happy publication day: the museum makers

A very happy publication day to Rachel Morris’s wonderful memoir The Museum Makers!

‘Skilfully interwoven, history, reflection and detective work bouncing off one another to build a spirited narrative … engrossing.’


‘Without even thinking I began to slide all these things from the dusty boxes under my bed into groups on the carpet, to take a guess at what belonged to whom, to match up photographs and handwriting to memories and names – in other words, to sort and classify. As I did so I had the revelation that in what we do with our memories and the stuff that our parents leave behind, we are all museum makers, seeking to make sense of the past.’

Museum expert Rachel Morris had been ignoring the boxes under her bed for decades. When she finally opened them, an entire bohemian family history was laid bare. The experience was revelatory – searching for her absent father in the archives of the Tate; understanding the loss and longings of the grandmother who raised her. Transported back to the museums that had enriched her lonely childhood, Rachel also explores the stories of the early museum makers, whose passions and mistakes were reflected in her own family.

‘A fascinating meditation on the life of objects and their power to trigger our memories.’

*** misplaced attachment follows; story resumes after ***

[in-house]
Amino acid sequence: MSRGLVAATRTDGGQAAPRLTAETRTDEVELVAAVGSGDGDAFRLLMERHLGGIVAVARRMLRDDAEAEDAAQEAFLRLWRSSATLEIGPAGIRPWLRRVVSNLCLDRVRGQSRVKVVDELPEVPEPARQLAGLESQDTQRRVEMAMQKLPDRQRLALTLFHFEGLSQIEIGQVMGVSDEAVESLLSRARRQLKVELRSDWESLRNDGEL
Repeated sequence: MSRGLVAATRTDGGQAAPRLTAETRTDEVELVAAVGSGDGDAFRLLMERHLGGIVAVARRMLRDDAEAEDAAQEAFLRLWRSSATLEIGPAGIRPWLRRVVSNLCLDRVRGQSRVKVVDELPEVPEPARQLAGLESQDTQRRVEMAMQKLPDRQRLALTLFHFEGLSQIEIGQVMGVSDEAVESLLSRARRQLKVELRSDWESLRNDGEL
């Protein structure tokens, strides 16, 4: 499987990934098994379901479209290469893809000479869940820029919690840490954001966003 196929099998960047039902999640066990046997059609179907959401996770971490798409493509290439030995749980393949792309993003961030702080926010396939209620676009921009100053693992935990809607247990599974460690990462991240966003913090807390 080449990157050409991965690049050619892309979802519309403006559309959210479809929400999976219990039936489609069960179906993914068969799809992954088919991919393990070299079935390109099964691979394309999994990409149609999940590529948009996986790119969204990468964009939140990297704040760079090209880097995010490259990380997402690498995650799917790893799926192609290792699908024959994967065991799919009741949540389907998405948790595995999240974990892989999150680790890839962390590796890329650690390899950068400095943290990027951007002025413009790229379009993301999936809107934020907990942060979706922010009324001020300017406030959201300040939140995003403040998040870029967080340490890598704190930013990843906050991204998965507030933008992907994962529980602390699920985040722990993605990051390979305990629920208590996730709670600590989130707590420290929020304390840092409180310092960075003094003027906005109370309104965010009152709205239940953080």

Dina Nayeri, author of The Ungrateful Refugee

‘This is the best book I’ve read this year . . . A brilliant read.’

Deborah Mattinson, author of Beyond the Red Wall

‘In this elegant and eloquent book Morris explores the contents of the boxes under her bed to calmly piece together a family pattern of loss and extreme eccentricity. As a museum curator, she meditates on the nature of museums: the Museum of Me we all carry in our heads, and the public institutions in which variations of the world’s history are told.’

Julia Blackburn, author of Time Song: Searching for Doggerland

‘Morris’ writing is immediately welcoming, and the content is warmly familiar for any reader working within the museums and heritage profession (although this is not a prerequisite to enjoying the book) … It is a timely book at a moment when the heritage sector is asking challenging questions.’

Ferren Gipson, Arts Quarterly

Read an extract.

Listen to Rachel Morris: talking about the bookreading an extractin interview.

Buy the book.